The Orvis fly-fishing blog celebrates all things fly fishing, featuring top-notch articles, tips, photos, videos, podcasts and the latest fly-fishing news. From trout fishing in the famed rivers of Montana to brown-lining for carp in the urban jungle to chasing sailfish of the coast of Baja, we cover all sides of the sport we love. Regular features include Tuesday Tips, which will make you a better angler, and the Friday Fly-Fishing Film Festival, made up of the best videos from around the world.
Being surprised by a giant fish where you didn’t expect one is always a blast.
photo by Joe Phillips
I was fishing a local river with my friend Joe, trying to catch big fall brown trout on streamers and nymphs. The river in question (which shall remain nameless) definitely holds some beasties in the 25-inch range, but we mostly catch browns in the 16- to 20-inch class, which is still good-size for northern New England. What we don’t catch are rainbows. So imagine my surprise when I laid into something heavy in a deep pool under a highway bridge, only to see a slab of green, pink, and white when the fish rolled near the surface. After a few long runs, the fish came to hand. Based on the health of the fish and its perfectly formed fins, we concluded that it was, in fact, a wild fish. Where it came from, we couldn’t even guess.
Welcome to another edition of the OrvisNews.com Friday Film Festival, in which we scour the Web for the best fly-fishing videos available. This week’s collection features stunning footage of leaping tarpon, big brown trout slurping dry flies, and some of the least likely Polish anglers you’ll ever see. And, of course, there’s Rolf. It seems we can’t. . .
In this week’s podcast, I’m joined by Dave Perkins, an old fishing and hunting buddy and also vice-chairman and one of the owners of Orvis. Dave , like me, is a spring creek fanatic and we talk about how spring creeks differ from freestone trout streams, what to expect on them, and where to find them. And of course we also discuss our favorite flies, leaders, and rods for fishing these very special trout streams. If you’ve never fished a spring creek, it’s time to try one. And even if you never intend to fish one, the tips we give will be very helpful any time you find selective trout sipping in clear water.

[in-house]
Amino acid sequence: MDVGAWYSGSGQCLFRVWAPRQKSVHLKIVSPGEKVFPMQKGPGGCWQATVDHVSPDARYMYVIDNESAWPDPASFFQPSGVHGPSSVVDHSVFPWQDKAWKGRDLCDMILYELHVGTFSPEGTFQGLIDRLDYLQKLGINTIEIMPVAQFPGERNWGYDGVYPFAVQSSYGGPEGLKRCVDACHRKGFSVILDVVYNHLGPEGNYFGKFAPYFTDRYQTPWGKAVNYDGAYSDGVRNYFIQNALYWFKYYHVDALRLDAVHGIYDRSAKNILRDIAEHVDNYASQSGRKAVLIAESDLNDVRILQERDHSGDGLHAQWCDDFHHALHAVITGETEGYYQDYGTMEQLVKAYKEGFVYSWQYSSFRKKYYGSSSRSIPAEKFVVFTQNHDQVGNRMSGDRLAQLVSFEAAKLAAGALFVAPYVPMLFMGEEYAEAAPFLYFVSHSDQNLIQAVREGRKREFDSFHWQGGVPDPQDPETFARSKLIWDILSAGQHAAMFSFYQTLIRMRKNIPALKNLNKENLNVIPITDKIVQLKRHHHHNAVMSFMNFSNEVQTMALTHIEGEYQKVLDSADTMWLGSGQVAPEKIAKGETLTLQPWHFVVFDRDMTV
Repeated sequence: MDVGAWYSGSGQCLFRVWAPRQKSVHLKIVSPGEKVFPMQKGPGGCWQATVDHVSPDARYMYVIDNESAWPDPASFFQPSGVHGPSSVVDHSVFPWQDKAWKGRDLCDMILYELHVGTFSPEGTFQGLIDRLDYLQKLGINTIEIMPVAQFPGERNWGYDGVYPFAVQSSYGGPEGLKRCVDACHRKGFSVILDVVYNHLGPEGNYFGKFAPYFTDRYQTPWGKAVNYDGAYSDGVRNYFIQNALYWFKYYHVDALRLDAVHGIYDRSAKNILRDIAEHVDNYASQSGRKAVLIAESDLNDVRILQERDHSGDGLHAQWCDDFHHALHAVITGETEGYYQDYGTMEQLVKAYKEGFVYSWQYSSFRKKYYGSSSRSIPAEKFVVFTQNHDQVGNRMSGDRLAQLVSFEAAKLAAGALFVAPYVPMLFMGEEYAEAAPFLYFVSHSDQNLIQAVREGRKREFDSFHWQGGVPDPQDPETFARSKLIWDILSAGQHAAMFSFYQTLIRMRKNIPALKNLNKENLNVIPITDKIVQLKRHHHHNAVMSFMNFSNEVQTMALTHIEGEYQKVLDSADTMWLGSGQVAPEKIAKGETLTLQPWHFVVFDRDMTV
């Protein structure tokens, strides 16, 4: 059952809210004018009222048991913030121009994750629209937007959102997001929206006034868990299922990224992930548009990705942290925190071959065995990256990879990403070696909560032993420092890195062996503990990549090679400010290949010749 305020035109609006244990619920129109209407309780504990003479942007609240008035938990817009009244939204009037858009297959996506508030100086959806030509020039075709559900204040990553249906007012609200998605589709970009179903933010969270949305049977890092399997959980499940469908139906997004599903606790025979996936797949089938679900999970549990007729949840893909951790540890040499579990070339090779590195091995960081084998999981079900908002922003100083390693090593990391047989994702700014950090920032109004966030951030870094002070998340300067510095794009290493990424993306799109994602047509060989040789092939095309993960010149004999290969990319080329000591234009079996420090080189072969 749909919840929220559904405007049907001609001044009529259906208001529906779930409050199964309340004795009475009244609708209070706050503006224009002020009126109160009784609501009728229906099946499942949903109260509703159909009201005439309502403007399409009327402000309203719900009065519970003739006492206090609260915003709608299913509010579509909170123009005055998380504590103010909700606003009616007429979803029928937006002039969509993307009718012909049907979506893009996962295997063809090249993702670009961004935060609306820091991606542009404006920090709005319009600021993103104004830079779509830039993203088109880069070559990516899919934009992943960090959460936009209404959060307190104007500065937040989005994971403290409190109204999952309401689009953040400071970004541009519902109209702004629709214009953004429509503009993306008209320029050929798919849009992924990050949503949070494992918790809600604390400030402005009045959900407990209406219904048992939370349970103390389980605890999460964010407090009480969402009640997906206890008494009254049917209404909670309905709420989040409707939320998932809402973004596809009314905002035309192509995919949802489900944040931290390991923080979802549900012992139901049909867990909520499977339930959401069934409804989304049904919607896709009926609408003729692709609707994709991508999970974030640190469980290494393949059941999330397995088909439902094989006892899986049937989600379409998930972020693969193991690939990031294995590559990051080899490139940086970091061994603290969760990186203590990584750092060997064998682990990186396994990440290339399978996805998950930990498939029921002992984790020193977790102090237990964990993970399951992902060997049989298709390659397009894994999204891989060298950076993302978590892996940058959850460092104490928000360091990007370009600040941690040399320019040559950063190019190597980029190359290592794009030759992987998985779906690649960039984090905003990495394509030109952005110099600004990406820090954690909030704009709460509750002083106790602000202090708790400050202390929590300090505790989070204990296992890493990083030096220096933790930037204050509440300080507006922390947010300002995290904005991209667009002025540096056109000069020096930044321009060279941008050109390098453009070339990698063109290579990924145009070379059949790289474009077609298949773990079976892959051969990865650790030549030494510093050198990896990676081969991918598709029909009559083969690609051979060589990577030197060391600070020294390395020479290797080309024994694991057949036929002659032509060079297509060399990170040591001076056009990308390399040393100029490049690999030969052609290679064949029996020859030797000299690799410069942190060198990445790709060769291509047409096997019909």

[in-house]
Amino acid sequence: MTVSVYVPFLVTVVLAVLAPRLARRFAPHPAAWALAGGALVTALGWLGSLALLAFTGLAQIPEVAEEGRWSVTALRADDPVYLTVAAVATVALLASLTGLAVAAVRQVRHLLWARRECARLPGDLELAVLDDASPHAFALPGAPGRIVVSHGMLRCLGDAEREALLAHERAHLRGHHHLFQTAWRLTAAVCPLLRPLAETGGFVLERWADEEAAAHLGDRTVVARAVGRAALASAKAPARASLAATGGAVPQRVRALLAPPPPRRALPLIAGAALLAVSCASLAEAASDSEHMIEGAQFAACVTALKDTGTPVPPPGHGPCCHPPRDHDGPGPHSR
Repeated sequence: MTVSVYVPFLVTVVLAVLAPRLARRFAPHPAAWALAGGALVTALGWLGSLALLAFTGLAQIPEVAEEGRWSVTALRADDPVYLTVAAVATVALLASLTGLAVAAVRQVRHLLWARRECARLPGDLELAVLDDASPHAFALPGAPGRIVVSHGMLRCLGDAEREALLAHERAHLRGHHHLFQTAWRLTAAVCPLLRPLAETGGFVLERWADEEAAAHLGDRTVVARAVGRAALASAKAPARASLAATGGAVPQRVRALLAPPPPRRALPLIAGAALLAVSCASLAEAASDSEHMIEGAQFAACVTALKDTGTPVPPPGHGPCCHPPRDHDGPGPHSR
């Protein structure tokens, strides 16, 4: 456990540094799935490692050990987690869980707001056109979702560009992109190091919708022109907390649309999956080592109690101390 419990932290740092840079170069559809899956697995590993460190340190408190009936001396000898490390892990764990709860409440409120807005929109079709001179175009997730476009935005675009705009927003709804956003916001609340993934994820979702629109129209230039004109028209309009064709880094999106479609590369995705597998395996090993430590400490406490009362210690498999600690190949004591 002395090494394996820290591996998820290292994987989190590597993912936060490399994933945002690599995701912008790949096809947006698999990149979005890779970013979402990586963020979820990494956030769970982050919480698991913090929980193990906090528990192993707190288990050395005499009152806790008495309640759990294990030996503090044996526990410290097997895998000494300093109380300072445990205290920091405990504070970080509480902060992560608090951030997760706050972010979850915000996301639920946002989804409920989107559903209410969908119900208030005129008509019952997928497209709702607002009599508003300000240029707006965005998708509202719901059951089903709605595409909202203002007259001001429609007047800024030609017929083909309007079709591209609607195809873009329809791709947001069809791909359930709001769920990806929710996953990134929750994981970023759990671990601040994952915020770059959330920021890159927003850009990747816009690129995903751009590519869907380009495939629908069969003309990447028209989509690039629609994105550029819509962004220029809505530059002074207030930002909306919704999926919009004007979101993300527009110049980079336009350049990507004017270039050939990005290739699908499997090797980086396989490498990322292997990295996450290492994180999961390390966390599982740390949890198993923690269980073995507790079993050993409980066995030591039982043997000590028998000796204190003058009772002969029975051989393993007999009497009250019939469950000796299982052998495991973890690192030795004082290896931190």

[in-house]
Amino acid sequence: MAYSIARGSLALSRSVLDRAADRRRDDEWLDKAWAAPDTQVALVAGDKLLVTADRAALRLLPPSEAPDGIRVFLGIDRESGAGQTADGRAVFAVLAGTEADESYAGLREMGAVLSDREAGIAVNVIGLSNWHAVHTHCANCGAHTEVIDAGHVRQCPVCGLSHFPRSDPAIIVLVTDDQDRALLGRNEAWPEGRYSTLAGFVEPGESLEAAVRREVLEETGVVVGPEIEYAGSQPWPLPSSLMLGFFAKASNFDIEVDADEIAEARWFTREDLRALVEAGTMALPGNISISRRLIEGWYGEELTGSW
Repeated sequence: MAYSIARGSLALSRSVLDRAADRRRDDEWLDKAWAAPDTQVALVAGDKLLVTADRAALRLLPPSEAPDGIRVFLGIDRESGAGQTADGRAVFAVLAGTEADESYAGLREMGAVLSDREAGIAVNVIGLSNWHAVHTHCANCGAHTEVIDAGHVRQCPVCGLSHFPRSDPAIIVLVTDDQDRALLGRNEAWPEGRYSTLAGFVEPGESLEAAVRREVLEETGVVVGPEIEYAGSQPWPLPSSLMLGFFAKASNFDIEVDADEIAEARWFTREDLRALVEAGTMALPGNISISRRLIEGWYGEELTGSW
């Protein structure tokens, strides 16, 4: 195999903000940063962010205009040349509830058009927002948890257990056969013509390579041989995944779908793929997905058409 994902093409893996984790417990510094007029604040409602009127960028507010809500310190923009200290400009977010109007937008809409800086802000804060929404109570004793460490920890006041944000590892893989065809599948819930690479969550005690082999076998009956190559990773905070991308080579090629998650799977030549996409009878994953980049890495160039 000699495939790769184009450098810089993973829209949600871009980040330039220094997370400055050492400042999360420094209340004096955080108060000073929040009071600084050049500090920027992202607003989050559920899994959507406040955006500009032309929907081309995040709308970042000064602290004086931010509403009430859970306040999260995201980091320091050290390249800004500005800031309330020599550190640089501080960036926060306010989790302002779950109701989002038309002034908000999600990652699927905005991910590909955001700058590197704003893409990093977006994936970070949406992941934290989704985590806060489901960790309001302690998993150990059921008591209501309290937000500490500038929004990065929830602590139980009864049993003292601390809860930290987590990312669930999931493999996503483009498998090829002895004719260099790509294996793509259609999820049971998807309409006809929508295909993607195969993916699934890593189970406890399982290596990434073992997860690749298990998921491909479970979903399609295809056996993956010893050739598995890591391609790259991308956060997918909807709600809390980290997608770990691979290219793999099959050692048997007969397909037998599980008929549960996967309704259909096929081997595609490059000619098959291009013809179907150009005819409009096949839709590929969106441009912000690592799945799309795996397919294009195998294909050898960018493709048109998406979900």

In the Fly Box this week, we talk about why trout live in some streams and not in others, how to make a downstream presentation, and some tips on light-line rods.
Gordon M. Wickstrom at the London Fly Fisher’s Club.
photo by Linnea Wickstrom
Editor’s note: For the past couple months, we have featured entries from Gordon M. Wickstrom’s The History of Fishing for Trout with Artificial Flies in Britain and America: A Chronology of Five Hundred Years, 1496 to 2000. Now, we wrap things up with an imagined after-dinner speech that Gordon wrote in an attempt to sum up American fly-fishing history by dividing it into six distinct periods. If you’ve been reading this series, you know that Gordon is an iconoclast who goes his own way, and this piece is no exception.
The Green Caddis Larva—also known as the Green Rock Worm—is an old stand-by nymph pattern, which is descended from the original Rock Worm created by Missoula, Montana barber Franz Pott in the 1920s. It’s an exceptionally effective nymph pattern that imitates many species of caddisflies, in the Hydropsychidae and Ryacophillidae families. Fished alone or as a dropper, a Caddis Larva is a great searching. . .
Welcome to our ninth installment of “Ask a Fly-Fishing Instructor,” in which we answer readers’ questions about their biggest fly-casting problems. A few weeks ago, reader “Steve” wrote, Thanks for the great tips. My problem is with presentation. Usually my flies land with a splat. What would help achieve a more delicate presentation?